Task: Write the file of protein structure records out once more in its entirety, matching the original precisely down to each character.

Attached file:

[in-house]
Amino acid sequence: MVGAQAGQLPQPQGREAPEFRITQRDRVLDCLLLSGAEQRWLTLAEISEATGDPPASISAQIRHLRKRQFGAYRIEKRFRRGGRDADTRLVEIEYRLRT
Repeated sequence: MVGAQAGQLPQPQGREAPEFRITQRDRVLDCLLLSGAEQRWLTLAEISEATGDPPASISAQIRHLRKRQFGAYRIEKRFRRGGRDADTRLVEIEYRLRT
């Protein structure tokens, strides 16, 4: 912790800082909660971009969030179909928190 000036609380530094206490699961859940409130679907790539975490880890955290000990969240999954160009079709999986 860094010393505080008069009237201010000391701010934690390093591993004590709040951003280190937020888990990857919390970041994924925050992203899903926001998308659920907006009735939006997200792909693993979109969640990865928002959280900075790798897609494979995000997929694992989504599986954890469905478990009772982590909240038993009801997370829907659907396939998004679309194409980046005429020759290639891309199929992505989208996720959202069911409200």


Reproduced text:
[in-house]
Amino acid sequence: MVGAQAGQLPQPQGREAPEFRITQRDRVLDCLLLSGAEQRWLTLAEISEATGDPPASISAQIRHLRKRQFGAYRIEKRFRRGGRDADTRLVEIEYRLRT
Repeated sequence: MVGAQAGQLPQPQGREAPEFRITQRDRVLDCLLLSGAEQRWLTLAEISEATGDPPASISAQIRHLRKRQFGAYRIEKRFRRGGRDADTRLVEIEYRLRT
């Protein structure tokens, strides 16, 4: 912790800082909660971009969030179909928190 000036609380530094206490699961859940409130679907790539975490880890955290000990969240999954160009079709999986 860094010393505080008069009237201010000391701010934690390093591993004590709040951003280190937020888990990857919390970041994924925050992203899903926001998308659920907006009735939006997200792909693993979109969640990865928002959280900075790798897609494979995000997929694992989504599986954890469905478990009772982590909240038993009801997370829907659907396939998004679309194409980046005429020759290639891309199929992505989208996720959202069911409200």